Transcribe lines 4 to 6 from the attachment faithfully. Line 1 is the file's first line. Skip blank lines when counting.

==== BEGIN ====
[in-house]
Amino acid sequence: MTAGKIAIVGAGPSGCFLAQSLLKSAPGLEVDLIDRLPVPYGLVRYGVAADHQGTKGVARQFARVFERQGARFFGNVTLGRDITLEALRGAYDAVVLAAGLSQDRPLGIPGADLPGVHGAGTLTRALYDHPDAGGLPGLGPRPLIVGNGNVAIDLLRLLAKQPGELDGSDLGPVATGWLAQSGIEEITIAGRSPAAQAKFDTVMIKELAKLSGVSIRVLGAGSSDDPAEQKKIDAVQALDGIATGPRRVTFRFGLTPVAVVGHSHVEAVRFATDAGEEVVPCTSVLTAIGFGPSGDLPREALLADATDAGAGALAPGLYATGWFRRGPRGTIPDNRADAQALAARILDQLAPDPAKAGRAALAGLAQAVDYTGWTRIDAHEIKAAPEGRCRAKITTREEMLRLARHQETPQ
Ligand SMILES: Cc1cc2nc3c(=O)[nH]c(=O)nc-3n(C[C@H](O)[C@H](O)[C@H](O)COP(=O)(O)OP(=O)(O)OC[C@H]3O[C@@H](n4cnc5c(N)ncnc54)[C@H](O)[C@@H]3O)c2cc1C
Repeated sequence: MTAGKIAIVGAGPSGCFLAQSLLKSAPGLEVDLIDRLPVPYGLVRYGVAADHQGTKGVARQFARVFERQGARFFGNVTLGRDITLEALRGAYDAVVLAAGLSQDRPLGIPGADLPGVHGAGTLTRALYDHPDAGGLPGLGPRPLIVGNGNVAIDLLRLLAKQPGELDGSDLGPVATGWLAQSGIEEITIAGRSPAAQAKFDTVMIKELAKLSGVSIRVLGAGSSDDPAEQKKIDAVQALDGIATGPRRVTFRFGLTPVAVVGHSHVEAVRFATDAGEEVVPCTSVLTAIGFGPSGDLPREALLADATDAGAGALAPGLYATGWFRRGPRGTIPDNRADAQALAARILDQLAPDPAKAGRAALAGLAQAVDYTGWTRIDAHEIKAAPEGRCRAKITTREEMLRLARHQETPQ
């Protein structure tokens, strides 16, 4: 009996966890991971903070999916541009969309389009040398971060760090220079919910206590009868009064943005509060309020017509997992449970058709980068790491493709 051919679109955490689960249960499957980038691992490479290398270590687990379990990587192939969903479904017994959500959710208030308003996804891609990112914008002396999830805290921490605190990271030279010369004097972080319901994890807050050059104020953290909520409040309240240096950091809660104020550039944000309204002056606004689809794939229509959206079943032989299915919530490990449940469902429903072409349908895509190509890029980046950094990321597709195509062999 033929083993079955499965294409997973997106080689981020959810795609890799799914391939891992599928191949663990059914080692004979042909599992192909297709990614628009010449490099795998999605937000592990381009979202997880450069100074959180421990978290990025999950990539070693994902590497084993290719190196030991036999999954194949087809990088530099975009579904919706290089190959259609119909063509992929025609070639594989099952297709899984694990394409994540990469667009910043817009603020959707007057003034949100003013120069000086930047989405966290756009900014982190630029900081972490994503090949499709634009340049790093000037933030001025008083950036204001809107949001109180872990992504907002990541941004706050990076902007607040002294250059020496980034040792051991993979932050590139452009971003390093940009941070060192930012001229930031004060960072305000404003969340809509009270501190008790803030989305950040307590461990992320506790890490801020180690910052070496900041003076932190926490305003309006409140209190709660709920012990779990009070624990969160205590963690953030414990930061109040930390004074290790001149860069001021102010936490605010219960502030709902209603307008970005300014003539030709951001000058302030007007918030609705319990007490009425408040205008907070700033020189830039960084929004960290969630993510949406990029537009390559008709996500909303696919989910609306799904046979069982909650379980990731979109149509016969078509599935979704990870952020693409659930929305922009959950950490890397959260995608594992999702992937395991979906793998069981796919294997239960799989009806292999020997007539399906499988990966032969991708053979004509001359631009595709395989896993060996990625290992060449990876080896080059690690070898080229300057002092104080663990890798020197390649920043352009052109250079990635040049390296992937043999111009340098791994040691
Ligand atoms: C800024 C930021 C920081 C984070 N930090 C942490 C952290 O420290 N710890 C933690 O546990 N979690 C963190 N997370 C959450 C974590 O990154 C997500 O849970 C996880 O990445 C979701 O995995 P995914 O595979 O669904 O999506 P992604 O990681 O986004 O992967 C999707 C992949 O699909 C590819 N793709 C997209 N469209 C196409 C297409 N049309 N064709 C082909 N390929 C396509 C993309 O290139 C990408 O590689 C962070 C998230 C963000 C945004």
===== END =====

Repeated sequence: MTAGKIAIVGAGPSGCFLAQSLLKSAPGLEVDLIDRLPVPYGLVRYGVAADHQGTKGVARQFARVFERQGARFFGNVTLGRDITLEALRGAYDAVVLAAGLSQDRPLGIPGADLPGVHGAGTLTRALYDHPDAGGLPGLGPRPLIVGNGNVAIDLLRLLAKQPGELDGSDLGPVATGWLAQSGIEEITIAGRSPAAQAKFDTVMIKELAKLSGVSIRVLGAGSSDDPAEQKKIDAVQALDGIATGPRRVTFRFGLTPVAVVGHSHVEAVRFATDAGEEVVPCTSVLTAIGFGPSGDLPREALLADATDAGAGALAPGLYATGWFRRGPRGTIPDNRADAQALAARILDQLAPDPAKAGRAALAGLAQAVDYTGWTRIDAHEIKAAPEGRCRAKITTREEMLRLARHQETPQ
């Protein structure tokens, strides 16, 4: 009996966890991971903070999916541009969309389009040398971060760090220079919910206590009868009064943005509060309020017509997992449970058709980068790491493709 051919679109955490689960249960499957980038691992490479290398270590687990379990990587192939969903479904017994959500959710208030308003996804891609990112914008002396999830805290921490605190990271030279010369004097972080319901994890807050050059104020953290909520409040309240240096950091809660104020550039944000309204002056606004689809794939229509959206079943032989299915919530490990449940469902429903072409349908895509190509890029980046950094990321597709195509062999 033929083993079955499965294409997973997106080689981020959810795609890799799914391939891992599928191949663990059914080692004979042909599992192909297709990614628009010449490099795998999605937000592990381009979202997880450069100074959180421990978290990025999950990539070693994902590497084993290719190196030991036999999954194949087809990088530099975009579904919706290089190959259609119909063509992929025609070639594989099952297709899984694990394409994540990469667009910043817009603020959707007057003034949100003013120069000086930047989405966290756009900014982190630029900081972490994503090949499709634009340049790093000037933030001025008083950036204001809107949001109180872990992504907002990541941004706050990076902007607040002294250059020496980034040792051991993979932050590139452009971003390093940009941070060192930012001229930031004060960072305000404003969340809509009270501190008790803030989305950040307590461990992320506790890490801020180690910052070496900041003076932190926490305003309006409140209190709660709920012990779990009070624990969160205590963690953030414990930061109040930390004074290790001149860069001021102010936490605010219960502030709902209603307008970005300014003539030709951001000058302030007007918030609705319990007490009425408040205008907070700033020189830039960084929004960290969630993510949406990029537009390559008709996500909303696919989910609306799904046979069982909650379980990731979109149509016969078509599935979704990870952020693409659930929305922009959950950490890397959260995608594992999702992937395991979906793998069981796919294997239960799989009806292999020997007539399906499988990966032969991708053979004509001359631009595709395989896993060996990625290992060449990876080896080059690690070898080229300057002092104080663990890798020197390649920043352009052109250079990635040049390296992937043999111009340098791994040691
Ligand atoms: C800024 C930021 C920081 C984070 N930090 C942490 C952290 O420290 N710890 C933690 O546990 N979690 C963190 N997370 C959450 C974590 O990154 C997500 O849970 C996880 O990445 C979701 O995995 P995914 O595979 O669904 O999506 P992604 O990681 O986004 O992967 C999707 C992949 O699909 C590819 N793709 C997209 N469209 C196409 C297409 N049309 N064709 C082909 N390929 C396509 C993309 O290139 C990408 O590689 C962070 C998230 C963000 C945004």